The negative economic impact does not appear to be limited to the short term

As far as the outlook is concerned, the majority of firms experiencing a negative impact (direct or indirect) do not foresee an end to the negative consequences associated with the conflict any time soon. Barely 16 % of respondents think that the negative impact will be felt for under six months. On the other hand, according to 25 % of respondents, it will last for between six months and one year, while 36 % of them believe that it will last for between one and two years. According to 23 % of respondents, it will be felt for as long as two years. The degree of concern about the current state of the firm’s commercial activity, measured on a scale ranging from 1 (not very concerned) to 10 (very concerned), has soared and is now approaching the levels reached during the first few months of the COVID-19 crisis, regardless of the size of the firm.

The firms polled state that investment plans for the next two years will be cut back by 12 % on average, due to supply problems and increasing input and labour costs. In addition, they expect their production or provision of services to fall by 2 % in the next year. It is noticeable that the size of firm seems to be a factor here: larger firms predict an increase in their production or provision of services in the next year. Regarding the risk of bankruptcy, the firms polled do not appear to be overly concerned as 96.4 % of them do not anticipate bankruptcy in the short term, a comparable level to that found in recent surveys conducted in the context of the COVID-19 crisis. This means that a wave of bankruptcies is unlikely at this stage.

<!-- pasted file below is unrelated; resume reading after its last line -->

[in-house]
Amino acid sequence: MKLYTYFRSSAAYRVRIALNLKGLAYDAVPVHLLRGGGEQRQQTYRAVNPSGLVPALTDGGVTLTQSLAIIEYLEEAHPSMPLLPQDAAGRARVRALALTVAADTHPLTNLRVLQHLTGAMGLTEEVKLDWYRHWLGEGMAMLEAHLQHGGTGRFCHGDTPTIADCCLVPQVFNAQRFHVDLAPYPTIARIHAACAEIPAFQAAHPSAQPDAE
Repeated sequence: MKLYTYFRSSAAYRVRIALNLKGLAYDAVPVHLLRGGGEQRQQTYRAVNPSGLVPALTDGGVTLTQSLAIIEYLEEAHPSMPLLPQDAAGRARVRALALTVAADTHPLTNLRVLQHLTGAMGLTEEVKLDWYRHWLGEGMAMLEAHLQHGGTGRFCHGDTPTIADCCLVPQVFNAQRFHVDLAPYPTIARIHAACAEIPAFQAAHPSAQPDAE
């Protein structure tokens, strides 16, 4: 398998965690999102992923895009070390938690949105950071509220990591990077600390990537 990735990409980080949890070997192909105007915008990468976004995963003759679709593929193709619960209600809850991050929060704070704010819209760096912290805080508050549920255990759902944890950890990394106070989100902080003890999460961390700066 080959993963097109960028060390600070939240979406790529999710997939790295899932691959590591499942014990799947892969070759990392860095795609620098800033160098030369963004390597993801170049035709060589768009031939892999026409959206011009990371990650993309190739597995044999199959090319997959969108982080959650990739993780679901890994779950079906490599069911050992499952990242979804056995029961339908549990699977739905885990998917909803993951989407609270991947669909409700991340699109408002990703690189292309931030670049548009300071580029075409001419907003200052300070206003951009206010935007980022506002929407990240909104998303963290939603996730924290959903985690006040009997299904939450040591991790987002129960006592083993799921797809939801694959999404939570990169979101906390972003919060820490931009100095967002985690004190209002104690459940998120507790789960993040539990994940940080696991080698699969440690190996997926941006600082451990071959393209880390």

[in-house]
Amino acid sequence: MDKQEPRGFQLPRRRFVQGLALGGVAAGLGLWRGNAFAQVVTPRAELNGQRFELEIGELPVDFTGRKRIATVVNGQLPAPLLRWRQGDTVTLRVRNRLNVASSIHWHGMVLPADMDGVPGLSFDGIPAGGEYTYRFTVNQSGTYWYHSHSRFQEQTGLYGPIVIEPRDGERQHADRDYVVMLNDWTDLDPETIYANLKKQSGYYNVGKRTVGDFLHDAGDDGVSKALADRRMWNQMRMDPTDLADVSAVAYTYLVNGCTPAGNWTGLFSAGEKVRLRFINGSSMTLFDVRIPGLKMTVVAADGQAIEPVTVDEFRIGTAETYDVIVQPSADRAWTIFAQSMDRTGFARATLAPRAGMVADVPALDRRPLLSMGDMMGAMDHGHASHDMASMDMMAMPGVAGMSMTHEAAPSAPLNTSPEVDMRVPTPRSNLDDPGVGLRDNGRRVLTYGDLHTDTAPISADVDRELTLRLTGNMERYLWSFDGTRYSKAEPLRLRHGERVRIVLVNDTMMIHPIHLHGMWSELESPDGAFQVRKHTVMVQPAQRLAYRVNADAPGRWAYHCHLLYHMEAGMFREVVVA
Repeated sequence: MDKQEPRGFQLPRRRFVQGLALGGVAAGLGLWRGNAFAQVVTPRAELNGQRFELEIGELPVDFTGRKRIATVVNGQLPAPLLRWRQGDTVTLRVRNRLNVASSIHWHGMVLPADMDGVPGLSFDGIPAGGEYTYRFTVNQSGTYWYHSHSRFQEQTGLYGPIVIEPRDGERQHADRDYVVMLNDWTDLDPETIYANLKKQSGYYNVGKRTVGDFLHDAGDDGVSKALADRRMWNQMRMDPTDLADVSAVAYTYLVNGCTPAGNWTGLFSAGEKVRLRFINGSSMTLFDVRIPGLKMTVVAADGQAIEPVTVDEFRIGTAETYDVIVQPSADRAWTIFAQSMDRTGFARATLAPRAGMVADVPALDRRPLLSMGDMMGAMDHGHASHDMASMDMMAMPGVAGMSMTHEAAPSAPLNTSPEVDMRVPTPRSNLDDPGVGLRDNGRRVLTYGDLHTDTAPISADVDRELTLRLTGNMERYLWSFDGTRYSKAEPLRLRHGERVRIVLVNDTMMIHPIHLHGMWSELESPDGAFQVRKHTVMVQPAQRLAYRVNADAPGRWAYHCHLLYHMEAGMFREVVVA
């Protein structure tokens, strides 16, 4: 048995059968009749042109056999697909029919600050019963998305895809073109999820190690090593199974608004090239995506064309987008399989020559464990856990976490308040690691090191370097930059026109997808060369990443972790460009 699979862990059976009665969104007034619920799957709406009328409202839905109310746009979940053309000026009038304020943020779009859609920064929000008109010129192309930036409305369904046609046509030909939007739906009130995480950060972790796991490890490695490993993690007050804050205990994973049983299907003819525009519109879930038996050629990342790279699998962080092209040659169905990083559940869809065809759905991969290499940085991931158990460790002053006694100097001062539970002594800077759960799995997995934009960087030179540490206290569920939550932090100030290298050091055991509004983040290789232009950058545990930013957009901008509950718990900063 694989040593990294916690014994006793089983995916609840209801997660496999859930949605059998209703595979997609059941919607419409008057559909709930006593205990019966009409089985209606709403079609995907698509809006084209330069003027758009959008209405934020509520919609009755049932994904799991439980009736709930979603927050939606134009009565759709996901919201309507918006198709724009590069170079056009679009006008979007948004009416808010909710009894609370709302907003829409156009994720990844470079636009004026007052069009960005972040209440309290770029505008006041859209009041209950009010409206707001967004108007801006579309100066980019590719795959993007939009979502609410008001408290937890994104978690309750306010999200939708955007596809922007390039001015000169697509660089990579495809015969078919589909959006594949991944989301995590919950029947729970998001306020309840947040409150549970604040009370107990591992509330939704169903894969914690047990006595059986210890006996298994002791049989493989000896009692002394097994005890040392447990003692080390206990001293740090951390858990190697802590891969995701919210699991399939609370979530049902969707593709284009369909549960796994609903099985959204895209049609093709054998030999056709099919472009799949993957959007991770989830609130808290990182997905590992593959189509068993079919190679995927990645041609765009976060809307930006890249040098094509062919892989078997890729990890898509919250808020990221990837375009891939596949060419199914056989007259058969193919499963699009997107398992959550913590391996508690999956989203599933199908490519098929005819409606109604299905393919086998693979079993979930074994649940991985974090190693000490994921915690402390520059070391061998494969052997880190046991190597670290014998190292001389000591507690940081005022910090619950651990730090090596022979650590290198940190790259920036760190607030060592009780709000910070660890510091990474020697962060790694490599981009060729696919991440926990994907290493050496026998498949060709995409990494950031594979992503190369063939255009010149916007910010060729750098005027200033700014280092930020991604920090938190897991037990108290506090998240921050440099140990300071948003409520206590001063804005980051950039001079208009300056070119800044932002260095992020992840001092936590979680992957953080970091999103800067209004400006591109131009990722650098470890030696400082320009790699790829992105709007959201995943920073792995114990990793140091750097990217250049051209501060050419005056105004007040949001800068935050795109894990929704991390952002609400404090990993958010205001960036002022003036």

[1]    As no sampling took place ahead of this survey, the survey is based on the assessments of those firms which decided to take part. However, the results are corrected so as to offer as faithful a representation as possible of the composition of Belgian firms’ value added. It should be noted that public administration and defence services, education services and human health services are not included in the results.